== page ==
It has been well known for a while now that reading to children before preschool plays an important role in cognitive development, researchers at the Pediatric Academic Societies (PAS) have used MRI technology to determine that reading to a child causes activity in the brain related to reading skill development, verbal development, and image development, giving children a cognitive advantage very early in childhood.
“We are excited to show, for the first time, that reading exposure during the critical stage of development prior to kindergarten seems to have a meaningful, measurable impact on how a child’s brain processes stories and may help predict reading success,” Hutton said in a press release. “Of particular importance are brain areas supporting mental imagery, helping the child ‘see the story’ beyond the pictures, affirming the invaluable role of imagination.”
In the latest study conducted by Dr. John Hutton and his colleagues at the Cincinnati Children’s Hospital Medical Center, the actual activity that goes on in the brain when young children are read to has been visualised. Athough reading has been encouraged for a long time by the American Academy of Pediatrics, this is the first time evidence of changes in the brain being seen and measured.
“To display how reading to children affects the brain networks that develop reading skills, Hutton and his team gathered 19 healthy preschoolers, ages 3 to 5, and studied them in relation to their reading habits. Out of this group, 37 percent came from low-income families. Each child’s parent or primary caregiver was given a survey designed to measure the amounts of cognitive stimulation children were given in the home. The survey focused on three main elements: parent-child reading consisting of how often reading occurred, the availability of books, and the variety of these books; parent-child interaction consisting of talking and playing together; and finally, whether parents taught additional skills like shapes and counting. The researchers then had the children listen to age-appropriate stories being told through headphones while they were receiving functional magnetic resonance imaging (fMRI). They then searched for differences in brain activation in areas known to support language development and story comprehension. No sedation was used, nor did the children experience any visual stimuli.”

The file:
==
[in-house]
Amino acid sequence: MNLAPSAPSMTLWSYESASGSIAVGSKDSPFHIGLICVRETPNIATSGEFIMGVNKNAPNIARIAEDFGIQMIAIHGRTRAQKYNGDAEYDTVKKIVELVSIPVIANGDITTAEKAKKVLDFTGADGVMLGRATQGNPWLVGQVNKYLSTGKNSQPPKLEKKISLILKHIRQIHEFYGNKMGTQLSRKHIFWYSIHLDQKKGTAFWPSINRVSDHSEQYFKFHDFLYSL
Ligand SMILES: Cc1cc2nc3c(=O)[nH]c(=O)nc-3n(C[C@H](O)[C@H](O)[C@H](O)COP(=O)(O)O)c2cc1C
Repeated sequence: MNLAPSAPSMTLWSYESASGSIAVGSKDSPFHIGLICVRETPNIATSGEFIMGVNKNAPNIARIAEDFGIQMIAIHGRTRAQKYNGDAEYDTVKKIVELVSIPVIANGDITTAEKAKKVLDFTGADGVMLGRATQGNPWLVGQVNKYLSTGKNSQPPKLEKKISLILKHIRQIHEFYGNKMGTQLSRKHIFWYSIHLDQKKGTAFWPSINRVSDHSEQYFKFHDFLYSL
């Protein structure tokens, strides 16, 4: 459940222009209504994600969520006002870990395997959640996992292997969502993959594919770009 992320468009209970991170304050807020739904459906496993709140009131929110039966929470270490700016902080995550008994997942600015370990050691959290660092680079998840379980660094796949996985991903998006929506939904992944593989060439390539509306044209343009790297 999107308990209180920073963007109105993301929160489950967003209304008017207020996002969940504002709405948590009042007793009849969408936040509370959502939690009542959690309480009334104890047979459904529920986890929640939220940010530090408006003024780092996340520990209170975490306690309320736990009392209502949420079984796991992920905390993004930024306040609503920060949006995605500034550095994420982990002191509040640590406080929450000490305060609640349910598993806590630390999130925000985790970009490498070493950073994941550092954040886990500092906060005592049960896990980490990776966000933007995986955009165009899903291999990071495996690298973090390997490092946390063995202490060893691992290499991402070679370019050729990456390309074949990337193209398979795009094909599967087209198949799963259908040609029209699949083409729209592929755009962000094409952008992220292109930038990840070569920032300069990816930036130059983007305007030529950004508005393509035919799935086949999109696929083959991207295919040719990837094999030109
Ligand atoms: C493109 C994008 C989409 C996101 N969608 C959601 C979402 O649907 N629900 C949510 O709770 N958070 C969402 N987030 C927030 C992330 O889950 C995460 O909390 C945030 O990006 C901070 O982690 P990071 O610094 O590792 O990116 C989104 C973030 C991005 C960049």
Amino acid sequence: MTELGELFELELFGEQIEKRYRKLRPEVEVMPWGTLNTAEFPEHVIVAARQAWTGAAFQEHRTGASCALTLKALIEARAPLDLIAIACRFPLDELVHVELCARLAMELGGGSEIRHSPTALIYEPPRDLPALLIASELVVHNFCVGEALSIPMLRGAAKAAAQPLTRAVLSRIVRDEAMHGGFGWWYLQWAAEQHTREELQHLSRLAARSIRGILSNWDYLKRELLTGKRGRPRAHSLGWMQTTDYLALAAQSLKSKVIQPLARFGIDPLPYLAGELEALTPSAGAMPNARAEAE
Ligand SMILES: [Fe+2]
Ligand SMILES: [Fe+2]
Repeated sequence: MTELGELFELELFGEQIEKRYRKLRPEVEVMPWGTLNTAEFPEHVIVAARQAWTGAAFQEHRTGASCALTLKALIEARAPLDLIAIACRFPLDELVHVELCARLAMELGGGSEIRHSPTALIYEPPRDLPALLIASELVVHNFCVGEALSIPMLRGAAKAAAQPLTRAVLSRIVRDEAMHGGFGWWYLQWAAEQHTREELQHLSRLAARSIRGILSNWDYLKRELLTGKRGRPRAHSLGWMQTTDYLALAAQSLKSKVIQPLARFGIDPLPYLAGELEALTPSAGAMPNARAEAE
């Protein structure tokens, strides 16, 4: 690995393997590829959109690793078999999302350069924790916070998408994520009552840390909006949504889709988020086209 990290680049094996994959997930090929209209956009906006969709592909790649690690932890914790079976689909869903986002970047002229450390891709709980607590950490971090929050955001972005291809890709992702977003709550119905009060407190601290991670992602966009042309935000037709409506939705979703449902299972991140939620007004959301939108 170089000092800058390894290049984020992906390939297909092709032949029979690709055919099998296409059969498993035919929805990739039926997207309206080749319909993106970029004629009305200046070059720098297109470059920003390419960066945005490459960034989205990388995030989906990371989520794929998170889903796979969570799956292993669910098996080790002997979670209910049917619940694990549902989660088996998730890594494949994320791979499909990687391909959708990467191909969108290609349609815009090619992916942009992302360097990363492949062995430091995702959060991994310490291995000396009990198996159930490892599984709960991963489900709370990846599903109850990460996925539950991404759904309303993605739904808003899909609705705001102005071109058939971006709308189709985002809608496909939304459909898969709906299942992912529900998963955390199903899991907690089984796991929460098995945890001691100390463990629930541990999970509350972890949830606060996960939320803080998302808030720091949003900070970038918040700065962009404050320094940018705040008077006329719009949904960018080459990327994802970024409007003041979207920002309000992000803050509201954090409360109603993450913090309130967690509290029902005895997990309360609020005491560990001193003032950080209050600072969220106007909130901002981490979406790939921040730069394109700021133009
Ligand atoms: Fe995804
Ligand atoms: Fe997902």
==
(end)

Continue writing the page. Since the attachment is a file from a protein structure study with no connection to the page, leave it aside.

What the researchers found was that children that the more frequently read to children had greater activity in the part of their brains responsible for semantic processing which helps us to derive meaning from language. This area is crucial to verbal language development and ultimately reading. These researchers have also found that brain areas associated with imagery were also strongly activated, allowing children to “see the story,” which supports previous theories that visualization is an essential component of understanding stories and reading development. These skills become increasingly important as a child progresses from books with pictures to non picture books, where they are required to imagine what is happening in the text. The final finding determined through the study was that frequency of reading, independent of household income, has the same positive effects on children.
“Hutton is hopeful that his research, now more than ever, will encourage parents to continue reading to their children. He is also optimistic that this research will have implications for those with reading disabilities, helping to combat them early on. He concluded by saying: “We hope that this work will guide further research on shared reading and the developing brain to help improve interventions and identify children at risk for difficulties as early as possible, increasing the chances that they will be successful in the wonderful world of books.”